Has this ever happened to you? You’re walking along, minding your own business when suddenly, for no reason, you sneeze? You make a weird noise, spew out a bit of mucous, maybe pee your pants a little and go on your way. But, next time you look in the mirror you realize one of your eyeballs is completely bloody?
No? It’s never happened to you? Well, it had never happened to me either until Sunday. But it’s okay. I remained calm, assessed the situation and figured I’d had a small brain aneurysm and this was nature’s way of pointing it out to me. Ordinarily, I would have left it at that, but I had to go pick up a few groceries anyway and a walk-in clinic happened to be in the same strip mall and since everyone was too busy watching some sort of super-bowling thing to be sick, the clinic was, for the first time ever, not jam-packed.
The doctor said it was probably just a subconjunctival hemorrhage , which sounds really impressive, but is really only a burst blood vessel from sneezing or some other strain. She did take my blood pressure to make sure I wasn’t stroking out, but that was pretty much it for my pathetic little medical drama.
Sneezing sounds like a fairly innocuous activity, but it’s actually fraught with dangers beyond popping a blood vessel or two or the spread of disease. Just ask Zoom about The Sneeze That Changed Her Life that resulted in excrutating spinal pain and mobility decline, weeks in a wheelchair and finally back surgery. It happens all the time – people throw their backs out and slip or rupture discs just by sneezing.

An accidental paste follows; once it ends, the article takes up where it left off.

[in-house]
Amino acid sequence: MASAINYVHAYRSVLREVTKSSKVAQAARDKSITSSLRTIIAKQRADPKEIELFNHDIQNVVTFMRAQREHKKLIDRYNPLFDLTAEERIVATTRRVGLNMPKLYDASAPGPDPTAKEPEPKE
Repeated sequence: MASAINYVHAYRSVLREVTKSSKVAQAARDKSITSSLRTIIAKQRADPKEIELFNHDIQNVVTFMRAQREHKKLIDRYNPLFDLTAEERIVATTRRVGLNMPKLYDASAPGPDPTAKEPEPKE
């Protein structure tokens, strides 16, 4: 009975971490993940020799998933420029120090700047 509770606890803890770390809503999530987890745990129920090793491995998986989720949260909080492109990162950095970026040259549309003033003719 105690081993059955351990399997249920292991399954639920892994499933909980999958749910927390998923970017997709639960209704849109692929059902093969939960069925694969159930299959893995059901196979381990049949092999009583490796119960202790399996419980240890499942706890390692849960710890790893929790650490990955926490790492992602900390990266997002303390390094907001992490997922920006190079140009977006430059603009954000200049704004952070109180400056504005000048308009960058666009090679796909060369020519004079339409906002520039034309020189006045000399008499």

No wonder — scientists estimate the speed of a sneeze at approximately 100 – 300 mph! And what that force sometimes does to your body is remarkable.
A forceful sneeze has broken or cracked people’s ribs, caused whiplash and even brought on heart attacks. Suppressed sneezes are even more dangerous. They can cause massive build-up of pressure in the head, which can cause injuries such as a burst eardrum, torn blood vessels and muscles in the head, damaged sinuses and even, in rare cases, brain hemorrhages. Heavy bouts of sneezing have likewise caused brain hemorrhages, heart attacks and even death.
People have chipped and broken teeth while sneezing; bitten their tongues or cheeks which later became infected and caused no end of trouble. And the droplets from a sneeze can disperse as far as 8 feet and infect anyone breathing them in. So, when you feel a sneeze coming on, grab a tissue, try to brace yourself – hold your abdominal muscles tight and don’t let the sneeze hurl your head and body around too much.
Some of the stories we’ve all heard about sneezing, however, are not true.
- Your heart does not stop when you sneeze
- Your eyes will not pop out of your head if you don’t close them while you sneeze
- If a woman sneezes right after having sex, it will NOT prevent pregnancy
Saying “Bless You” after someone sneezes dates back to the 14th Century and the Black Plague. Sneezing was one of the first symptoms of the plague, so people would ask for blessing whenever they sneezed in hopes that they weren’t going become afflicted.
Pretty much every culture today responds to someone else’s sneeze either with a variation of Bless You or a variation of Gesundheit — which means “health”. Isn’t that strange? Nobody just says “ewwww”, which is usually my first instinct.
And my eye? It seems to be recovering nicely. Thank you for asking.